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Alex S Huang, Meng Li, Diya Yang, Ben Xu, Andrew Camp, huaizhou wang, Ningli Wang, Robert N Weinreb; Aqueous Angiography: Real-time, Live Human and Non-Human Primate Aqueous Humor Outflow Imaging. Invest. Ophthalmol. Vis. Sci. 2017;58(8):3770.
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© ARVO (1962-2015); The Authors (2016-present)
To evaluate aqueous humor outflow (AHO) in intact eyes of living humans and non-human primates (NHP) using aqueous angiography
Aqueous angiography was performed for the first time in intact eyes of living subjects (6 NHP and one living human [73 yo male during cataract surgery]). After anesthesia, an anterior chamber (AC) maintainer was placed through a temporal 1 mm side-port wound. Indocyanine green (ICG; 0.4%) or 2.5% fluorescein was introduced (individually or in sequence) into the eye with a gravity-driven constant-pressure system. Aqueous angiography images were obtained with a Heidelberg Spectralis HRA+OCT suspended over the eye using a custom designed surgical boom arm (FLEX module). For NHPs, anterior segment optical coherence tomography (OCT) images were taken comparing angiographically positive and negative regions.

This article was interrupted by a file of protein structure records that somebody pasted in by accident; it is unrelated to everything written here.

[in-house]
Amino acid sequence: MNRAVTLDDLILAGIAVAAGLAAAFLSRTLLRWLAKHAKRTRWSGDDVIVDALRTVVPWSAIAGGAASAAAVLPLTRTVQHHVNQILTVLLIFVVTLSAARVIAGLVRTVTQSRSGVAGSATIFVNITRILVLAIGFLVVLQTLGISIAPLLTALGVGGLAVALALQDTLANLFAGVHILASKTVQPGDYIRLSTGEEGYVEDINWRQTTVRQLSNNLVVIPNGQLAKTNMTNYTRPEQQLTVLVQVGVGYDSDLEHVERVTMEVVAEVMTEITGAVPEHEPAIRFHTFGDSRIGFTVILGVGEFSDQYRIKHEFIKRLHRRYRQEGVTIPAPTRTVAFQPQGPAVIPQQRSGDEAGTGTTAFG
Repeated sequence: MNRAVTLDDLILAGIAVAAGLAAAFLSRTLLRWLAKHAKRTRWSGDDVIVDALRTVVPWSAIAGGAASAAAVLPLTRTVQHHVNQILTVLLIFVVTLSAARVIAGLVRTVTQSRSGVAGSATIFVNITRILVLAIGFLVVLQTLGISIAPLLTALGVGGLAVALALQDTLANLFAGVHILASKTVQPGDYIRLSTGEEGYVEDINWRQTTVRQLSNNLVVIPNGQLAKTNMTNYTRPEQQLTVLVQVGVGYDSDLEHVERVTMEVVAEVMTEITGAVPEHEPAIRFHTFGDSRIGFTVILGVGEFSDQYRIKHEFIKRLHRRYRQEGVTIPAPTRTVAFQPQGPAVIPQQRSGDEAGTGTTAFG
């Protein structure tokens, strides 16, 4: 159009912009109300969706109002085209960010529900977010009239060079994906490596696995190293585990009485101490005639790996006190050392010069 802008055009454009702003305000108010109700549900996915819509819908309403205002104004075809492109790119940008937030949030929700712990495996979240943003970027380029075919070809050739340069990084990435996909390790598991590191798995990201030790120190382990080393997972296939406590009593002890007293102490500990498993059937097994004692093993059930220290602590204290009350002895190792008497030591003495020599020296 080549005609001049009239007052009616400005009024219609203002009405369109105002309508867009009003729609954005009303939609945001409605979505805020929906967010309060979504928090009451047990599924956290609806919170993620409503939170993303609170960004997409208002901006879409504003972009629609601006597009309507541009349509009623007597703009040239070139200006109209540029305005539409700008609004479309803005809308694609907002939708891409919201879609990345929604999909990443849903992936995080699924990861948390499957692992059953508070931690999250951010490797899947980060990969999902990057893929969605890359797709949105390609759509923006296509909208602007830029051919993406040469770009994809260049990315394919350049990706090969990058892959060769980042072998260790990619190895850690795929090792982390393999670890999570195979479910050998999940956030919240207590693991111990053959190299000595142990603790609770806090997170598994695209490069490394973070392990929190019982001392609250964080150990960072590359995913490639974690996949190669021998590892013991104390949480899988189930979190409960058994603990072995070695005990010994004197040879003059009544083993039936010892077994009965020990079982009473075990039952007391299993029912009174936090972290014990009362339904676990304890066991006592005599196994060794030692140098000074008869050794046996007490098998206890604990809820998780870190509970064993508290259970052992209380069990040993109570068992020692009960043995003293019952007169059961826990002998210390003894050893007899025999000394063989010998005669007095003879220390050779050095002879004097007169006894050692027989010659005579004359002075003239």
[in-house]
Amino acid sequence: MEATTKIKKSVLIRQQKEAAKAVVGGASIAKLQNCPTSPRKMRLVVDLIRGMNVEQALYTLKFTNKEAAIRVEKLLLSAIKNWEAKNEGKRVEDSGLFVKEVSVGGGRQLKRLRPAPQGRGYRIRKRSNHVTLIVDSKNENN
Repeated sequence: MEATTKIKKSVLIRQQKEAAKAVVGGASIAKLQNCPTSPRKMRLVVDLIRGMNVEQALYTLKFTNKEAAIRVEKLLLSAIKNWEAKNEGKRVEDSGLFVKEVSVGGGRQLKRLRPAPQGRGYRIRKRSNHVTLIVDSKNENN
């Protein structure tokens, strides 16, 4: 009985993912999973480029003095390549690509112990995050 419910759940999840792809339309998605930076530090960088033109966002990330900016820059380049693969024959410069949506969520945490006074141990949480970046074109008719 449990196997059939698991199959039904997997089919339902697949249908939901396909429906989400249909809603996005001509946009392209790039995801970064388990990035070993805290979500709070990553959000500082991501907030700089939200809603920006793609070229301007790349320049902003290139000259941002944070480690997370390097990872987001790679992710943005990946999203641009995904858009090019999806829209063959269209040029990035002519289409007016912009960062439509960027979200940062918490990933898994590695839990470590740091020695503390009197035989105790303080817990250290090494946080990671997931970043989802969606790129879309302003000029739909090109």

In NHP, aqueous angiography positive signal co-localized with episcleral veins as identified by infrared imaging (Fig. 1). Areas with aqueous angiography signal also showed intrascleral lumens using anterior segment OCT. Sequential aqueous angiography in individual eyes with ICG followed by fluorescein showed similar, segmental, and mostly stable patterns. A pulsatile nature of angiographic AHO was sometimes seen. Aqueous angiographic patterns could also sometimes dynamically change. In some cases, regions without aqueous angiography signal could develop signal. Alternatively, angiographic signal could also suddenly disappear from regions in which angiographic signal was initially documented. In the living human subject, aqueous angiography was successfully performed with demonstrating segmental patterns with no adverse sequelae
Aqueous angiography was conducted for the first time in intact eyes of living NHPs and one human subject demonstrating segmental and pulsatile patterns. The ability for angiographic AHO patterns to dynamically shift and move in the intact eye of a living NHP was a new discovery. Real-time imaging of AHO improves our understanding of the eye and may have surgical glaucoma treatment implications.
This is an abstract that was submitted for the 2017 ARVO Annual Meeting, held in Baltimore, MD, May 7-11, 2017.
Figure 1. A) Infrared reflectance image of a NHP right eye shows episcleral veins (black arrows). B) Aqueous Angiography signal from the same eye (white arrows). C) Image overlap shows good correspondence between aqueous angiography signal and episcleral veins.
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